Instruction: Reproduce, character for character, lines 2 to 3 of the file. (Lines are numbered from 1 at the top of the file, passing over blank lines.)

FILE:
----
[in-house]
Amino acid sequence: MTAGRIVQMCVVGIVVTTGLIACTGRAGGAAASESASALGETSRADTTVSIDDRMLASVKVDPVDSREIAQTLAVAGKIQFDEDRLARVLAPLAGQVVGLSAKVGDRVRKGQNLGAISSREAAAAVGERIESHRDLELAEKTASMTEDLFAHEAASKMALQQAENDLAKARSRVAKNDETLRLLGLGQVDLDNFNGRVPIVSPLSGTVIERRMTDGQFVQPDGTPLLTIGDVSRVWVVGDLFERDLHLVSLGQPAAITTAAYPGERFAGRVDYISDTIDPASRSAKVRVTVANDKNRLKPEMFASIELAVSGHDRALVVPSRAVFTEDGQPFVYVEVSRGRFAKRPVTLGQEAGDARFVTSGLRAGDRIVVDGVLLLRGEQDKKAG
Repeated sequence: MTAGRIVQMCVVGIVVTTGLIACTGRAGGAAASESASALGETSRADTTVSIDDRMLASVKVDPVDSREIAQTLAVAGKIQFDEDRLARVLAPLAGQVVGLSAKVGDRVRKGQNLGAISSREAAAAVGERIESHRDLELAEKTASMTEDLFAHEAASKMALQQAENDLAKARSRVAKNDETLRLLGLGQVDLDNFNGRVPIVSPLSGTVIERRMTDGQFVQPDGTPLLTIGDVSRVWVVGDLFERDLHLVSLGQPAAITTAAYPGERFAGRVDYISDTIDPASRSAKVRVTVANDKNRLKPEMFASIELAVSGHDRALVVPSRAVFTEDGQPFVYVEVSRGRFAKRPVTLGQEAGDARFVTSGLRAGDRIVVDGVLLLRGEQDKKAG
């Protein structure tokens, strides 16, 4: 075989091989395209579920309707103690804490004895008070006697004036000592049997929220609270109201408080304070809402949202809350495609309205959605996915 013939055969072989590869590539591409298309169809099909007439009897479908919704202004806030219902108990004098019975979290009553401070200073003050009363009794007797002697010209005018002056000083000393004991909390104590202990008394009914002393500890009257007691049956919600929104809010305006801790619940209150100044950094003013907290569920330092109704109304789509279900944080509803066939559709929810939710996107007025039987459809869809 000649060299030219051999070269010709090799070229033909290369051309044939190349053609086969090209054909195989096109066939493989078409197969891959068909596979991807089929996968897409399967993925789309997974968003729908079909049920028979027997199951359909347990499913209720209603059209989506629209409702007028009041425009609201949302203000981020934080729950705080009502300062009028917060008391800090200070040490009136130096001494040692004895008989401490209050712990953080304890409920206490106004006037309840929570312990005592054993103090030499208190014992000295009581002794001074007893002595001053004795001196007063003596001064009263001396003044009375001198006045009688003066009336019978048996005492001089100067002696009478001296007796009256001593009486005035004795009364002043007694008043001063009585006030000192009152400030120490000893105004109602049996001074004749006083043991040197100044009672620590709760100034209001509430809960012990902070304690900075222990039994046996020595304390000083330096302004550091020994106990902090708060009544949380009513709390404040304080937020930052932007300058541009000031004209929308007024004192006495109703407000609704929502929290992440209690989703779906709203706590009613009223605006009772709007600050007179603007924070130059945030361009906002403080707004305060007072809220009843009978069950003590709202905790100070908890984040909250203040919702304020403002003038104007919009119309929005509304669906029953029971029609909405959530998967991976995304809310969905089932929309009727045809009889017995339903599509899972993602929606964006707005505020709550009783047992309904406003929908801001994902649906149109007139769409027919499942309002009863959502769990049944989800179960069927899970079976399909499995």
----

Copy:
Amino acid sequence: MTAGRIVQMCVVGIVVTTGLIACTGRAGGAAASESASALGETSRADTTVSIDDRMLASVKVDPVDSREIAQTLAVAGKIQFDEDRLARVLAPLAGQVVGLSAKVGDRVRKGQNLGAISSREAAAAVGERIESHRDLELAEKTASMTEDLFAHEAASKMALQQAENDLAKARSRVAKNDETLRLLGLGQVDLDNFNGRVPIVSPLSGTVIERRMTDGQFVQPDGTPLLTIGDVSRVWVVGDLFERDLHLVSLGQPAAITTAAYPGERFAGRVDYISDTIDPASRSAKVRVTVANDKNRLKPEMFASIELAVSGHDRALVVPSRAVFTEDGQPFVYVEVSRGRFAKRPVTLGQEAGDARFVTSGLRAGDRIVVDGVLLLRGEQDKKAG
Repeated sequence: MTAGRIVQMCVVGIVVTTGLIACTGRAGGAAASESASALGETSRADTTVSIDDRMLASVKVDPVDSREIAQTLAVAGKIQFDEDRLARVLAPLAGQVVGLSAKVGDRVRKGQNLGAISSREAAAAVGERIESHRDLELAEKTASMTEDLFAHEAASKMALQQAENDLAKARSRVAKNDETLRLLGLGQVDLDNFNGRVPIVSPLSGTVIERRMTDGQFVQPDGTPLLTIGDVSRVWVVGDLFERDLHLVSLGQPAAITTAAYPGERFAGRVDYISDTIDPASRSAKVRVTVANDKNRLKPEMFASIELAVSGHDRALVVPSRAVFTEDGQPFVYVEVSRGRFAKRPVTLGQEAGDARFVTSGLRAGDRIVVDGVLLLRGEQDKKAG